At any vaguely-related conferences, groups of hackers sometimes come together to create an impact, and sometimes that impact is swinging something into an airspace of a neighboring country. [deadprogram] tells us that such a thing happened at FOSDEM, where a small group of hackers came together (Nitter) to assemble, program and launch a pico balloon they named TinyGlobo 1, which then flew all the way to France!
This balloon is built around a RP2040, and the firmware is written in TinyGo, a version of Go language for microcontroller use. As is fitting for a hacker group, both the hardware and software are open source. Don’t expect custom PCBs though, as it’s a thoroughly protoboarded build. But a few off-the-shelf modules will get you the same hardware that just flew a 400km route! For build experiences, there’s also a few tweets from the people involved, and a launch video, also embedded below.
With summer in full swing in the Northern Hemisphere, millions of people are out on vacation leaving millions of homes empty. Thanks to modern technology it’s easier than ever to keep an eye on those empty homes: internet-connected cameras report suspicious activity, and smart-home devices like curtains and light bulbs can be operated from your holiday home. If you’ve got an aquarium and want to keep your fish well-fed during your vacation, then [FoxIS]’s internet-connected automated fish feeder might come in handy too.
The heart of the system is a 3D-printed mechanism that holds a bottle of fish food in a funnel and dispenses a set amount through a servo-operated shutter. The servo is driven by an ESP32 sitting inside an M5StickC IoT development kit. [FoxIS] wanted to use TinyGo for this project, which unfortunately meant that he couldn’t use the ESP32’s built-in WiFi system due to software limitations. He therefore connected the M5StickC to a Raspberry Pi, which he can log into from anywhere in the world to operate the feeding mechanism or to watch his aquatic pets through a USB camera.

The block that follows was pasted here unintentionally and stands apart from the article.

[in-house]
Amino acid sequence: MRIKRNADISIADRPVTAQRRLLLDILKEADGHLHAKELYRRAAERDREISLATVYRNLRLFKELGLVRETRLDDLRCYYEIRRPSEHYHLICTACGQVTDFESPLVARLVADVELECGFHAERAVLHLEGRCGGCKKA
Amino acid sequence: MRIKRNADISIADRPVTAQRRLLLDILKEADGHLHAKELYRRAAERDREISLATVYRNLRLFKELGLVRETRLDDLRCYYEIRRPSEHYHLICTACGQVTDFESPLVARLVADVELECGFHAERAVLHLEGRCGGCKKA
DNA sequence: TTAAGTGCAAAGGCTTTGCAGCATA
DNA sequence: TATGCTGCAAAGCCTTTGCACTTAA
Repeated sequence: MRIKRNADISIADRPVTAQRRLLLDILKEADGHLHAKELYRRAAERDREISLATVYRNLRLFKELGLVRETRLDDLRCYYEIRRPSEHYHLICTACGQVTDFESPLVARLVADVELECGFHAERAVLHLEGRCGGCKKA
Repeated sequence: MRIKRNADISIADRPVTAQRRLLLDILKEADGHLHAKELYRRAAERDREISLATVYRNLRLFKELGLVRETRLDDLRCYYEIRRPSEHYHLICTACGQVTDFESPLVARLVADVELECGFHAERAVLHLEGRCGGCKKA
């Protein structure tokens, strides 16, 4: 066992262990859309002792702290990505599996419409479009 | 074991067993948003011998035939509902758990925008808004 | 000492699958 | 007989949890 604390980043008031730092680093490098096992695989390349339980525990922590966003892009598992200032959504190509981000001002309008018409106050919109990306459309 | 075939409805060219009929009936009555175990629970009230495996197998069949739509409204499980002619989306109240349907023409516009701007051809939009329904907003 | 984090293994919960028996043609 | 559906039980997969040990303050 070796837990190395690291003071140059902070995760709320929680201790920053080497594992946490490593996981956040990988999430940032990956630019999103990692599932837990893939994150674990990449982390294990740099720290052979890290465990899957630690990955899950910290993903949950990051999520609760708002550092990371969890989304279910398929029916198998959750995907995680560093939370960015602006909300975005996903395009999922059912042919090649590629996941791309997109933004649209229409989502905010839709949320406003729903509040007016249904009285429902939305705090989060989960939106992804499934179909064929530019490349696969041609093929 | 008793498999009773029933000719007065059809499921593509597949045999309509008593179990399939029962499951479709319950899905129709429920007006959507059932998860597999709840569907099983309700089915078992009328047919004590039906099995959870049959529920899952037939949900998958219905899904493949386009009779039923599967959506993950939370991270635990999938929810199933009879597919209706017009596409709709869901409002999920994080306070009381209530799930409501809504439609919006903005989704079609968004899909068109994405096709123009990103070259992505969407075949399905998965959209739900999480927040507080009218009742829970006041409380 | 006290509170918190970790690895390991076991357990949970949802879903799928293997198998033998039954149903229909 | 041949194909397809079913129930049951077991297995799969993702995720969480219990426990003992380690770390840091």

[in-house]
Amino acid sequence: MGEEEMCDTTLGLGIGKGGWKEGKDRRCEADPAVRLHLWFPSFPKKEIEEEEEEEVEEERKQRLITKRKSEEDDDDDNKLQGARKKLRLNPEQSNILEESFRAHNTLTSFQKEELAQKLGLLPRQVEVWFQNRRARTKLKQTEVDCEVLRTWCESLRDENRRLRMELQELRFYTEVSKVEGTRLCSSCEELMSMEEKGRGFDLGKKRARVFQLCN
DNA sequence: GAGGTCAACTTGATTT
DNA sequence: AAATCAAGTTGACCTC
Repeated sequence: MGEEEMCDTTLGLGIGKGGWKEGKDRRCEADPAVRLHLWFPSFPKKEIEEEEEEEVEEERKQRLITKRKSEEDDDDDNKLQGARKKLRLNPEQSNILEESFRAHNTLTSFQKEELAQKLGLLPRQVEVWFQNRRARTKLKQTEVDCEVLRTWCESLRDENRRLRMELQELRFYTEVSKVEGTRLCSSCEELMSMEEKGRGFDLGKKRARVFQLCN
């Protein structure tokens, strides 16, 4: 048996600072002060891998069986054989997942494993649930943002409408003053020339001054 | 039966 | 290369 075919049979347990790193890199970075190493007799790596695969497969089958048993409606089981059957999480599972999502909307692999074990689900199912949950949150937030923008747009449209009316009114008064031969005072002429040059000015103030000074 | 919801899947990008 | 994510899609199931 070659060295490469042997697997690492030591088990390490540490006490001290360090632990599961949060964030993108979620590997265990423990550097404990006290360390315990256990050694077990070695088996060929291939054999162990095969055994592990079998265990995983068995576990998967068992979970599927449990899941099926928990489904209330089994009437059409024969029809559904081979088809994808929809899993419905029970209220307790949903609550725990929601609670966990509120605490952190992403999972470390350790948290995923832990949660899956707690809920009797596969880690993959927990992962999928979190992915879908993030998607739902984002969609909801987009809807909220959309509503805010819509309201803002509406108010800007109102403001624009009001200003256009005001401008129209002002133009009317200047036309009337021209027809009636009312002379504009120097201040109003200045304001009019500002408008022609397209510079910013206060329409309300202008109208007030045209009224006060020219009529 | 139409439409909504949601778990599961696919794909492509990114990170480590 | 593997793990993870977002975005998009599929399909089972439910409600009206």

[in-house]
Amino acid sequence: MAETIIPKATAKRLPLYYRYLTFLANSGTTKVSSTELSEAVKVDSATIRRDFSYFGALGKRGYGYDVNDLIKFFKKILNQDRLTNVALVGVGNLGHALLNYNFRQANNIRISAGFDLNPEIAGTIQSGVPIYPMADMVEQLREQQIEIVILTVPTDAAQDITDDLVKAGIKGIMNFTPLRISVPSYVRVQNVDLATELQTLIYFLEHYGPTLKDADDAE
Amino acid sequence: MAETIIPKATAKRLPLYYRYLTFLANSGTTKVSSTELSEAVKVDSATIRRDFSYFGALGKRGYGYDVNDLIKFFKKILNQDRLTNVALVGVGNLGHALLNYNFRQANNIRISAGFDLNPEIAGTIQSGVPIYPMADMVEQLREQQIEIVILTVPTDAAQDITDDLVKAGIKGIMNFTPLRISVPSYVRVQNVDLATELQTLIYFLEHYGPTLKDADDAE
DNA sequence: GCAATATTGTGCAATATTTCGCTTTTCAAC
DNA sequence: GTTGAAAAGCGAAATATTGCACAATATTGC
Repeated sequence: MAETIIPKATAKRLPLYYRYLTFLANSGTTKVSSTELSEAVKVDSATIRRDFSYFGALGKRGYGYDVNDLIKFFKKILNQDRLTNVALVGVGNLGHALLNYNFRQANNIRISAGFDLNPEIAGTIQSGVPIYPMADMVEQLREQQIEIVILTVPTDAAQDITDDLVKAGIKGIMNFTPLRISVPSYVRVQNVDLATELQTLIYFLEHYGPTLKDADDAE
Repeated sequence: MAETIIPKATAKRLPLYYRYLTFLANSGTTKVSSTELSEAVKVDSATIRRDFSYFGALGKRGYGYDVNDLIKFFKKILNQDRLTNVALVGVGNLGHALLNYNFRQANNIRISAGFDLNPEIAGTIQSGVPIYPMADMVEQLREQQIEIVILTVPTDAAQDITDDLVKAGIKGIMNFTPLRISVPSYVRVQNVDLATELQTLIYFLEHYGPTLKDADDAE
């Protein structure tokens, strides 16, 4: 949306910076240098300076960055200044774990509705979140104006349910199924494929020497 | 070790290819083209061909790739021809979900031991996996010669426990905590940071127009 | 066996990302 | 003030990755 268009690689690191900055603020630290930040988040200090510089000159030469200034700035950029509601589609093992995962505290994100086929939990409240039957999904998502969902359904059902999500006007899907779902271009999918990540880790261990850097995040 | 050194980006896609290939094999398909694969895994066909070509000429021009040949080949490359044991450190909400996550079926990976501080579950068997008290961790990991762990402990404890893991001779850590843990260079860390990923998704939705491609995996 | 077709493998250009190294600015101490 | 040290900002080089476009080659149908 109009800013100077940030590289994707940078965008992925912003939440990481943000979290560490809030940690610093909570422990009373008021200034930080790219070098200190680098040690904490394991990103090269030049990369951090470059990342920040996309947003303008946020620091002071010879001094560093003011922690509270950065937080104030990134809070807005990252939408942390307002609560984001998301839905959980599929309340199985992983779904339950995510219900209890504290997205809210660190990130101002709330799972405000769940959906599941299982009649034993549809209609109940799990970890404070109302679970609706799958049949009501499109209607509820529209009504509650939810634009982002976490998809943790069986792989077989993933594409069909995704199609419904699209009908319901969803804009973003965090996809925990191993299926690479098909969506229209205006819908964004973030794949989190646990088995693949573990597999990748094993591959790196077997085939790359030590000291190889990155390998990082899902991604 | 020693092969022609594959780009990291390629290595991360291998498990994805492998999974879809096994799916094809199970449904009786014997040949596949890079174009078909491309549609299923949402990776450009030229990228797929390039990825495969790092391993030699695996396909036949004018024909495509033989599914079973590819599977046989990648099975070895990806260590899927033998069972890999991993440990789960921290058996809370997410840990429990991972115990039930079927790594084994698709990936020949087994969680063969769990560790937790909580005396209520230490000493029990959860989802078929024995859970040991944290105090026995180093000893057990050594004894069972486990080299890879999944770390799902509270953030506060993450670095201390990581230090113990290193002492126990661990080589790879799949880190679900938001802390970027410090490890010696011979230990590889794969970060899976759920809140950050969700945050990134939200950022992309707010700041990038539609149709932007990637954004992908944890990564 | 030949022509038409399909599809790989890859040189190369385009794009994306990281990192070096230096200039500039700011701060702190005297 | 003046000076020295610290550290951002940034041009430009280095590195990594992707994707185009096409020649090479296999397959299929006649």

Apart from automating the feeding process, the FishFeeder system also keeps track of the aquarium’s temperature through an IR thermometer and shows reminders for other maintenance tasks, such as changing the water or cleaning the filter. A minor inconvenience is the requirement to have that Raspberry Pi present for internet connectivity, but perhaps a future version of TinyGo will support WiFi on the ESP32 and make the FishFeeder a fully self-contained system.
Go — a modern programming language with roots at Google — is one of the new generation languages that would like to unseat C (and C++) for what we think of as traditional programming. It is only for PCs, though, right? Not so fast! TinyGo provides a compiler that — in their words — is for small places. How small? They can target code for the Arduino Uno or the BBC micro:bit. It can also produce code for x86 or ARM Linux (both 32- and 64-bit) as well as WebAssembly. They claim that a recent project to add ESP8266 and EPS32 support to LLVM will eventually enable TinyGo to target those platforms, too.
As you would expect, there are some subtle differences between TinyGo and the full-blown version. The compiler handles the entire program at once which is slower but offers more for optimization. Certain optimizations for interface methods are not used in TinyGo, and global variable handling changes to accommodate moving data from flash to RAM efficiently. TinyGo passes parameters in registers.